The popularity and practice of alternative medicine continues to expand at astonishing rates. In Healing Traditions, Bonnie Blair O'Conr considers the conflicts that arise between the values and assumptions of Western, scientific medicine and those of unconventional health systems. Providing in-depth examples of the importance and benefits of alternative health practices-including the extraordinarily extensive and sophisticated HIV/AIDS alternative therapies movement-O'Conr identifies ways to integrate alternative strategies with orthodox medical treatments in order to ensure the best possible care for patients. In spite of the long-standing prediction that, as science and medicine progressed-and education became more generally available-unconventional systems would die out, they have persisted with undiminished vitality. They have, in fact, experienced a reinvigoration and expansion during the last fifteen to twenty years. In the United States, this renewal is fueled by people representing a wide cross-section of American society, and most of them also use conventional medicine. This eclecticism can result in conflicts between the values and assumptions of Western, scientific medicine and those of unconventional health systems. O'Conr demonstrates the importance of understanding how various belief systems interact and how this interaction affects health care. She argues that through neutral observation and thorough description of health belief systems it is possible to gain an understanding of those systems, to identify likely points of conflict among systems-especially conflicts that may occur in conventional care settings-and to intervene in ways that ensure the best possible care for patients.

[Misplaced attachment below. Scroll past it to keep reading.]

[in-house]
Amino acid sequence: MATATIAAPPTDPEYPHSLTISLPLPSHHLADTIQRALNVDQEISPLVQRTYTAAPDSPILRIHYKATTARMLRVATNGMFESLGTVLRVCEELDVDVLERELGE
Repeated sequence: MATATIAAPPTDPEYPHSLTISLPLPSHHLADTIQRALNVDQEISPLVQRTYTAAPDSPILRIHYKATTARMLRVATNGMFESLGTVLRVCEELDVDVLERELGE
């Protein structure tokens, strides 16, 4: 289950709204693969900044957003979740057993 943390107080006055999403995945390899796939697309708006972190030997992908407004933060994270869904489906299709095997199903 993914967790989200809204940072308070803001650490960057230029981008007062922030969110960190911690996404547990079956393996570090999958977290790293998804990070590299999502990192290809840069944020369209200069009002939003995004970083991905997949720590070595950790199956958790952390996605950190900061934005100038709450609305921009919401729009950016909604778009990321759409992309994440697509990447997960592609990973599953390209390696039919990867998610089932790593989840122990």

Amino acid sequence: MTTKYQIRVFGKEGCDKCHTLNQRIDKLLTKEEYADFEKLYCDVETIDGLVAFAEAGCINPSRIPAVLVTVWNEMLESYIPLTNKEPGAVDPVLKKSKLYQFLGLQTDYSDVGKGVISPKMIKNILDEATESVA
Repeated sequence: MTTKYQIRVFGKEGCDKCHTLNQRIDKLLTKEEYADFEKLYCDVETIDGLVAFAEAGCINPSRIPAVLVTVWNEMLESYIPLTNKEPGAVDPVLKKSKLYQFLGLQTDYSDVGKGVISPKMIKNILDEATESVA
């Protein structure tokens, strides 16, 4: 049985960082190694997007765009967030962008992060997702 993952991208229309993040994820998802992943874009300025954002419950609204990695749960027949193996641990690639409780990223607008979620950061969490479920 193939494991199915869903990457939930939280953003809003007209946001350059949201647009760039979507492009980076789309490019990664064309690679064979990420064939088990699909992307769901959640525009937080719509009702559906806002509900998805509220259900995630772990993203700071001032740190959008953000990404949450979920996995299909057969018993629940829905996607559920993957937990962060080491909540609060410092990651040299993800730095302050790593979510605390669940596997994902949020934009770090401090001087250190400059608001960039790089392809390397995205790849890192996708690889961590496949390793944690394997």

Bonnie Blair O'Connor is a folklorist and ethnographer who specializes in the study of health belief systems. She is Assistant Professor of Community and Preventive Medicine at the Medical College of Pennsylvania in Philadelphia and Lecturer in the Department of Folklore and Folklife at the University of Pennsylvania.